BACK IN THE 1960s, Blanton's teachers and peers didn't think collective societies existed in pre-Columbian Mesoamerica. Premodern republics such as classical Athens and medieval Venice were thought to be a purely European phenomenon. Conventional wisdom held that in premodern, non-Western societies, despots simply extracted labor and wealth from their subjects.

Some Mesoamerican cultures do seem to fit the despotic model. More than 2000 years ago in the Olmec capitals of San Lorenzo and La Venta along the Mexican gulf coast, for example, kings had their portraits carved into gargantuan stone heads and lived in palaces dripping with exotic luxury goods like greenstone and iron mirrors. Centuries later, Classic period Mayan kings in southern Mexico and Guatemala recorded their conquests, marriages, and dynasties in glyphs carved into stone. Meanwhile, commoners lived humbly in settlements dispersed around the city's core of pyramids and monuments.

But as Blanton logged year after year of surveys and excavations in Mexico, he noticed an increasingly long list of sites that didn't conform to these expectations. For example, Monte Albán, the capital of the Zapotec people in Oaxaca between 500 B.C.E. and 800 C.E., lacked the ostentatious representations of individual rulers so common in Olmec and classical Maya art. It also seemed to be devoid of palaces and royal tombs stocked with precious goods. Instead, signs of authority were more anonymous, linked to cosmological symbols and enduring deities rather than specific individuals.

Intrigued by such outliers, Blanton and three co-authors worked up a new theory, published in 1996 in Current Anthropology. Based largely on Mesoamerican examples, they laid out two forms that governments could take, which Blanton now terms autocratic and collective. Autocratic governments were based on the authority of an individual ruler and often supported by wealth acquired by monopolizing natural resources or controlling trade. Think of the Olmec, who controlled key gulf coast trade routes, or even present-day Saudi Arabia, Blanton says, “where the royal family controls the oil industry and uses that to fund the state's activity. They don't have to be accountable to the people.”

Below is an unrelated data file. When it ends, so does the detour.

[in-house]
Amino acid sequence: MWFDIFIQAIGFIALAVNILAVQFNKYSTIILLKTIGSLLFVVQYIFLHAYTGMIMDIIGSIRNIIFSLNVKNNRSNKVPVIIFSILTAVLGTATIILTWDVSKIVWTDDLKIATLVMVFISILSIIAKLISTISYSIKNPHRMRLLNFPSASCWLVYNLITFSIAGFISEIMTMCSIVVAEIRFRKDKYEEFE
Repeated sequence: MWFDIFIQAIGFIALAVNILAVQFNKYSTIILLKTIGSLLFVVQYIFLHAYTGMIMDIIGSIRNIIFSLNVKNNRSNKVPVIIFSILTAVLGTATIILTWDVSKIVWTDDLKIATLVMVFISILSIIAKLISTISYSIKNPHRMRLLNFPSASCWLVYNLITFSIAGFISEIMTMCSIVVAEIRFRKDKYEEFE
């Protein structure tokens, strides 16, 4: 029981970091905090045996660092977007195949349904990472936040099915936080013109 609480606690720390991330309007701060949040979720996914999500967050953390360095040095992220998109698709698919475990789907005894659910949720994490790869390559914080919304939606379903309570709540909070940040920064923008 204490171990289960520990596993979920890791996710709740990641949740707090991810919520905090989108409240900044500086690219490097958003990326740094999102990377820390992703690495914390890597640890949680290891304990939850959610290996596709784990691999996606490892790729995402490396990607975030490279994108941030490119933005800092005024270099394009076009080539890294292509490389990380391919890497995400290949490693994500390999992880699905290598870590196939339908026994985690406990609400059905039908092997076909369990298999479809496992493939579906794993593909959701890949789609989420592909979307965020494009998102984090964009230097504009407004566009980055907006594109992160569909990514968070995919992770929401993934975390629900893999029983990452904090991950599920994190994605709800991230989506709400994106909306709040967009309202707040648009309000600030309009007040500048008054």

Collective systems emphasized the office of the ruler, which in theory could be occupied by anyone in the society: Leaders were made, not born. Taxes rather than external wealth funded the state and its leaders. Tlaxcallan, with its political initiation rite to bring people from all classes into the governing council, had a collective government. So do the United States and India. “Collective” in this usage does not mean “socialist,” Blanton adds. Most of the collective societies he has studied have marketbased economies, which create taxpayers rich enough to contribute to public goods.

Blanton's perspective “was very stimulating,” Wright says. “For a very long time within archaeology, we'd been looking for markers of a king.” Now, researchers had a theory for making sense of seemingly kingless societies. But to study ancient societies without historical records, archaeologists need to know what distinctive material traces such a collective society might leave behind. “What would it actually look like on the ground—that was a big problem,” Blanton says. “How would we recognize these states?”

“OVER THERE is where we found the house,” Fargher says. He skirts the platform that once held one of Tlaxcallan's largest public plazas and heads to a patch of bare earth surrounded by green grass. In the distance Popocatépetl, Mexico's most famous volcano, gently puffs smoke into the clear winter sky.

Fargher points to faint rocky lines in the sandy earth, where walls stood 600 years ago. “It was a series of small rooms that were rebuilt several times, with a patio over here,” he says, moving through the compact space. By all appearances it was nothing special, a typical house for a typical commoner.